Kavanaugh Dentistry


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What Do You Know About Cavities?

The reason a lot of people are scared to come to the dentist is that they don’t want to hear that they have a cavity. This is why we recommend dental checkups at least twice a year. Since cavities are one of the most common problems we run into in the dental industry, we thought it might be important to inform you on how cavities are formed and how to help yourself avoid them with a couple of tips. It shouldn’t be a surprise to you that the number one reason for cavities is sugar overload. Yes, both of our tips have to do with how to avoid sugar.

How cavities are formed

Everybody has an abundant amount of bacteria in their mouth. The bacteria are necessary to the dynamics of your oral health. When ingesting sugary foods and drinks, the sugar mixes with some of the bacteria and generates an acid that breaks down the enamel on your teeth. In case you don’t know what enamel is, it is the protective layer on the outside of your teeth that give them that smooth feeling and their shine. If enough of the acid forms, that is where the hole forms in your tooth, which is a cavity. There is a process called demineralization, where the acids are attacking the minerals of your enamel. Luckily, there is a process called remineralization, where your saliva washes away the acid and attempts to repair the damaged enamel. If you continue to eat and drink sugary goods, the remineralization process will not be able to do its job.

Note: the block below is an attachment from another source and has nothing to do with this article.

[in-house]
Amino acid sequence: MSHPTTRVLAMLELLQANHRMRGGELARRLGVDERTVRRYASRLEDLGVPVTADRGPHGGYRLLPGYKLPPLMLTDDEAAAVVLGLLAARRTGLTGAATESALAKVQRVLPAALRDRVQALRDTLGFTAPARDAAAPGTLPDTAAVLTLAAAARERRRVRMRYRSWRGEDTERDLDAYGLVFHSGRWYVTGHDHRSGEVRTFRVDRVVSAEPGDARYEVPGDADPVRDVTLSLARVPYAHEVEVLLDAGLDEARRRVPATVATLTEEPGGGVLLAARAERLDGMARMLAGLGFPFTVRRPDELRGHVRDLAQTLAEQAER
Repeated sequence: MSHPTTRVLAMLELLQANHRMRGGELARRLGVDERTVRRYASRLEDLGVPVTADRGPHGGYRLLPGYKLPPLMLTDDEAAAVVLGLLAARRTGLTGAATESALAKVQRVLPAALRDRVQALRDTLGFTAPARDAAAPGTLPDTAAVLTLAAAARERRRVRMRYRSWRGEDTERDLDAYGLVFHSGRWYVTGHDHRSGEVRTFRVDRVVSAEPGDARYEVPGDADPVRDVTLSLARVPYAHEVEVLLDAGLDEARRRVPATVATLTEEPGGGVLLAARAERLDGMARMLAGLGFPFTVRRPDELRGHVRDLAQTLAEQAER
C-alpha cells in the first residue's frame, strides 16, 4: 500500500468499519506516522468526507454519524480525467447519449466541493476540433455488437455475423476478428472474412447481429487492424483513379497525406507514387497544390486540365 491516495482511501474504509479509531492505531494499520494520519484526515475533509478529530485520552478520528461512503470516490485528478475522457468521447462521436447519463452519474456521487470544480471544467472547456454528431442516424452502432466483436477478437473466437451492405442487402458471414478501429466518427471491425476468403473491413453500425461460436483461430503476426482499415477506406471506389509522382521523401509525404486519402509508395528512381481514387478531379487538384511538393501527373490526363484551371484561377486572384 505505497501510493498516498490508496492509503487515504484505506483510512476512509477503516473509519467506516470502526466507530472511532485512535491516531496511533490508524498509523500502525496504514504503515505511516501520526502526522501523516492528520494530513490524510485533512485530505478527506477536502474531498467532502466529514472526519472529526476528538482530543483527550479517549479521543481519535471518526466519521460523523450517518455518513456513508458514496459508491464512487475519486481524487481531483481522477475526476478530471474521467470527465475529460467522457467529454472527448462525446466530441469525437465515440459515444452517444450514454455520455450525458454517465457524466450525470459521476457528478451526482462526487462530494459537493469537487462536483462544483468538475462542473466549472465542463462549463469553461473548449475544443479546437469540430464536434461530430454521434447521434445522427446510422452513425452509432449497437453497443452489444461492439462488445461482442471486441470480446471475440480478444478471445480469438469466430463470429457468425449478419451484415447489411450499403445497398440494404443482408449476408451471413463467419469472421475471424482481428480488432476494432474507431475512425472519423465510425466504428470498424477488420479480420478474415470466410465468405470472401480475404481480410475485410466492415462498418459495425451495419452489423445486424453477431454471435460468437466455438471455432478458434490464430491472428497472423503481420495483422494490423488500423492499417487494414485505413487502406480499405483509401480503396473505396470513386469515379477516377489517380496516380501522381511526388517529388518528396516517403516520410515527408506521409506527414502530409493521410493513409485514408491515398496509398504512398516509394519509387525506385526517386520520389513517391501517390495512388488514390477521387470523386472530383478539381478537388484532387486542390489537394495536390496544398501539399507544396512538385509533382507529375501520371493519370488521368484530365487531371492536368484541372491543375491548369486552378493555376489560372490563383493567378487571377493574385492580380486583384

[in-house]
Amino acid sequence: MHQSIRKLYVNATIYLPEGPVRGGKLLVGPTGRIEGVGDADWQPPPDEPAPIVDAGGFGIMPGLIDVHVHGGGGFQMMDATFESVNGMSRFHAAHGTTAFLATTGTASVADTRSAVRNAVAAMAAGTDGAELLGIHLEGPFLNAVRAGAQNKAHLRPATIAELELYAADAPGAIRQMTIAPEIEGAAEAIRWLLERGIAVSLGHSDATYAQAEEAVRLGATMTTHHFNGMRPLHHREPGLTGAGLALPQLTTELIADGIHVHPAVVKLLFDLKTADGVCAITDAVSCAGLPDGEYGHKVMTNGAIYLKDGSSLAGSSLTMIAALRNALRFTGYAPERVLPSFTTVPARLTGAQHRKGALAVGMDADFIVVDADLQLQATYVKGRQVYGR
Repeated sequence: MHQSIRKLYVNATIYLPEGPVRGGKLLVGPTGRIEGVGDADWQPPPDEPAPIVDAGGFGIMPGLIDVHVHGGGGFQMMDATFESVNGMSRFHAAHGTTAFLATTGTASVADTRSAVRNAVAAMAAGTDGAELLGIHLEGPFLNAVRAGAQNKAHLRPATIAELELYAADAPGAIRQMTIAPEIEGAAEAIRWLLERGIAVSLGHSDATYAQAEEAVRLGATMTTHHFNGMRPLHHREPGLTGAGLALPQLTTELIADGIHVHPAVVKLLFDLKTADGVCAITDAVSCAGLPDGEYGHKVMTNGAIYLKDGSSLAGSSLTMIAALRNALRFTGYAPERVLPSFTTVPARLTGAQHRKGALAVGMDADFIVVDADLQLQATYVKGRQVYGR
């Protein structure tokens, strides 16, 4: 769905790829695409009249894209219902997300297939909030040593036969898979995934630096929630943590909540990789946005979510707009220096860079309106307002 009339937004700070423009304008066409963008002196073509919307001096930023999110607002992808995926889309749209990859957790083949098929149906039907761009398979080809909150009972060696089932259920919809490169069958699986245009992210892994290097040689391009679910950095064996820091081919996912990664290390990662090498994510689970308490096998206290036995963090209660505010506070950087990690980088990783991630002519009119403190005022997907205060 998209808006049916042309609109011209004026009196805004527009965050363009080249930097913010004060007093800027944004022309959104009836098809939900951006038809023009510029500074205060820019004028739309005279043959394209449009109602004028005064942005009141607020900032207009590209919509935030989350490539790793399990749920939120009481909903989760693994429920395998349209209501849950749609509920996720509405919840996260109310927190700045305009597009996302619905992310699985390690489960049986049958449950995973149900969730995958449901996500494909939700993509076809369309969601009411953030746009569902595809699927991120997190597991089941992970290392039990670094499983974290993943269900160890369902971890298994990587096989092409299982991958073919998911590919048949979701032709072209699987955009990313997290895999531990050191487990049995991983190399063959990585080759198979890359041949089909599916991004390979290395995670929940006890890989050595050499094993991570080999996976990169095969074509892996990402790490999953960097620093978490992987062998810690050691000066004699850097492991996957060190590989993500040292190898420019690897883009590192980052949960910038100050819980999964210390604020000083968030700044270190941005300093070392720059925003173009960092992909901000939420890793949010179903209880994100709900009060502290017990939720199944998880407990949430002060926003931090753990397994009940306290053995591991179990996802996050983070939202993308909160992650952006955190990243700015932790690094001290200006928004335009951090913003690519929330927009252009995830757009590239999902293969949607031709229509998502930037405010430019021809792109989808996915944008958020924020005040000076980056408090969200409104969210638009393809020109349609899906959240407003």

Tips to avoid cavities

1. Don’t buy sugary snacks

This will help you in two ways. If you avoid buying sugary snacks, you won’t have a chance to eat them later. Have you ever noticed that even if you buy the snacks for somebody else, you seem to get into the box sooner or later? It is better not to have access to sugary foods in general. That way you have no option to eat them. The second benefit is you will save yourself a bunch of money at the grocery store if you are only buying breakfasts, lunches, and dinners instead of a hundred extra dollars of useless snacks.

2. Read food labels

This is a little bit of extra work, but it will make you much more informed about what you are putting into your body. Brand name companies have expert marketing teams to make something that is 3/4th sugar sound ultra-healthy. Something the marketing teams are not allowed to tamper with is the ingredients on the back. Beware of the code names they have for sugar though. They try to sneak it by you sometimes by using molasses, sucrose, and other ingredients that aren’t technically sugar but do the same amount of damage to your teeth.

This blog isn’t supposed to scare you away from eating or drinking anything with sugar altogether. It is only meant to inform you to have sugar in moderation. If you have your coffee with a few packets of sugar, try cutting it down to one packet or even just a half of one.

Everybody is different, so when you come in, we can chat about what habits you have and if you should modify your diet or not. We want what is best for you and your teeth!